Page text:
Modern Healthcare's annual Hospital Systems Survey shows not-for-profits posted an overall net loss in 2008; for-profit chains bucked the trend
Not-for-profit hospital systems lived up to their names in 2008, with heavy investment losses dragging overall net incomes at the systems well below zero, according to the results of Modern Healthcare
’s annual Hospital Systems Survey.
The 33rd annual survey, comprising data from 203 multihospital health systems, shows that fiscal 2008 was one of the toughest years in recent memory for the not-for-profits. Taken as a group, the collection of religious, secular, and government-run nonfederal systems had overall net losses totaling $5.9 billion. The average not-for-profit system posted a $31 million net loss in income for the fiscal year.
The unaudited survey paints a far different story at the dozen for-profit systems that submitted responses. The 12 systems reporting fiscal 2008 results had an average net income of $123 million. The group as a whole, including the nation’s largest investor-owned systems such as HCA, Community Health Systems and Tenet Healthcare Corp., had an overall net income of $1.5 billion.
Taken together, the net losses at the not-for-profits overwhelmed the gains of investor-owned systems, leaving the survey sample with an overall net loss of $4.4 billion.
Executives at investor-owned systems say their performance amid the recent market turmoil was a validation of a business model that’s on the rise in the industry, and some analysts are predicting the recession could hasten a trend of for-profit systems buying up troubled not-for-profit facilities. Leaders at not-for-profits, meanwhile, say that they are looking forward to an eventual market turnaround to at least stabilize, if not rebuild, the investment funds that normally help cover the gaps between the cost of care and low reimbursement rates.
Download the 2009 Hospital Systems Survey report from our Databank/Surveys section, Hospital Systems: 2009.
For-profits typically don’t maintain the large equities portfolios seen at not-for-profits, and they tend not to rely on variable-rate bonding, as not-for-profits do, analysts say. Those differences allowed many investor-owned systems to defy expectations and even show slight gains in profitability and cash on hand in the first quarter of 2009, says Lauren Coste, director in corporate healthcare finance for Fitch Ratings. “We haven’t really seen a huge impact from the economy so far,” Coste says. “It could be that use of healthcare is a lagging indicator, and that as time goes on” patients won’t be able to pay.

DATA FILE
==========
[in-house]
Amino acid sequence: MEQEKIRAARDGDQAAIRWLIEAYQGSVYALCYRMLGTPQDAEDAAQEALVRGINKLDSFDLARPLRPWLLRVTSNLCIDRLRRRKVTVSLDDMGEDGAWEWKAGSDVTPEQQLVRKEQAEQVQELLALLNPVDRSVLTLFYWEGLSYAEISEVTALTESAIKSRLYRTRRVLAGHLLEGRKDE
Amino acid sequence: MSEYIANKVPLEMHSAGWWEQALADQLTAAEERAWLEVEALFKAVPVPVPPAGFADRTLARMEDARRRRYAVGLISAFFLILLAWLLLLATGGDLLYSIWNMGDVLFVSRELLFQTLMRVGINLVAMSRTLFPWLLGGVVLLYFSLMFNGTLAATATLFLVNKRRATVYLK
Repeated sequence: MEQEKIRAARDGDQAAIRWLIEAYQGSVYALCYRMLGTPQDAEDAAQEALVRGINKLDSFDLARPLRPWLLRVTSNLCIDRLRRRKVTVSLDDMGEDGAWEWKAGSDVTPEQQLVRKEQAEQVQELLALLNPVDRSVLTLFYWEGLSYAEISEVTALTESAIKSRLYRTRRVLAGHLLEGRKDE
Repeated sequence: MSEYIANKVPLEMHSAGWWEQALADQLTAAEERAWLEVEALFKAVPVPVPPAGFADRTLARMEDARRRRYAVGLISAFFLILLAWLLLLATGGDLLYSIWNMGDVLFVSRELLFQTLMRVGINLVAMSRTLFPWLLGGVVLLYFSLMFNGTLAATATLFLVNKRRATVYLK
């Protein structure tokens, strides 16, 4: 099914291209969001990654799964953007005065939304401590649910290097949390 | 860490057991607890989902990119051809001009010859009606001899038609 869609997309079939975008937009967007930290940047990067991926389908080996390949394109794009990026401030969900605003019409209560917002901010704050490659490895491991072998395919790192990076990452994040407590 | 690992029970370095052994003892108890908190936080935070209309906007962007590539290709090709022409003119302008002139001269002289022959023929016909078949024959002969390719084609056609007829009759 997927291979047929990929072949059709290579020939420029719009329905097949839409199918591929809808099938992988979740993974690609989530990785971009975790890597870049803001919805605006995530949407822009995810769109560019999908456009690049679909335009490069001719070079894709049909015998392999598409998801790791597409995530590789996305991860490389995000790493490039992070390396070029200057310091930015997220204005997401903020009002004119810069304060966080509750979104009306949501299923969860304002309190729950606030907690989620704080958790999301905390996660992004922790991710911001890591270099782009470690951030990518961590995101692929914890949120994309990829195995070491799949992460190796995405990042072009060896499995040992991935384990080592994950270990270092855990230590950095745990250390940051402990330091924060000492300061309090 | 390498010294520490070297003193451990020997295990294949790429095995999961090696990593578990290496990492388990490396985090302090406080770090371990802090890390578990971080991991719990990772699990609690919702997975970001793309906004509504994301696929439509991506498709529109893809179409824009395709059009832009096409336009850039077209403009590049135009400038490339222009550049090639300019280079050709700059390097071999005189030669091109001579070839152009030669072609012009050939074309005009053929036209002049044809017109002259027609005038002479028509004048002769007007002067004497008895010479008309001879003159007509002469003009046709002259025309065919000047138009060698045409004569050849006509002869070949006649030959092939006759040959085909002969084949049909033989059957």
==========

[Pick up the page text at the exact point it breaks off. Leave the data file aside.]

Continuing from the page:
Exactly when a turnaround might begin is a matter of wide speculation. Fitch Ratings analysts said in a Jan. 29 report that pressures like rising uncompensated care and declining overall utilization would lead to reduced operating profitability for the next 18 months to three years at not-for-profit systems.
Martin Arrick, managing director in the not-for-profit healthcare group at Standard & Poor’s, says that many observers are expecting to remain in their current positions for the foreseeable future. “I think the heavy blow has landed, in terms of what’s happened to investments, and people are now regrouping. Where we are right now is where we’re going to be for a little bit,” Arrick says. Analysts are still compiling their summer healthcare ratings based on audited fiscal 2008 reports, but Arrick says the Modern Healthcare survey results were not surprising based on what he’s seen already.
Since the start of 2009, observers say their investment portfolios have not seen much net change. January and February saw a continuation of steep declines of the previous year, but progress in March and April undid much of that damage. “We have not rebuilt 2008’s losses, but we have not sustained any additional losses as well,” says Kris Zimmer, senior vice president of finance with 16-hospital SSM Health Care, St. Louis, which dropped from the ninth- to the 10th-largest Catholic system ranked by staffed acute-care beds on the Modern Healthcare list in 2008 after shedding four hospitals. “We need several more months like we’ve had in March and April to rebuild to a position that we were in historically,” he says.
Not-for-profit SSM lost 18.5% of the value of its investment portfolio in fiscal 2008, although Zimmer notes that the system’s fiscal year includes the particularly difficult fourth-quarter investment results for calendar year 2008. Systems with fiscal years ending in July or September may still be harboring some of their worst investment losses for fiscal 2009 balance sheets.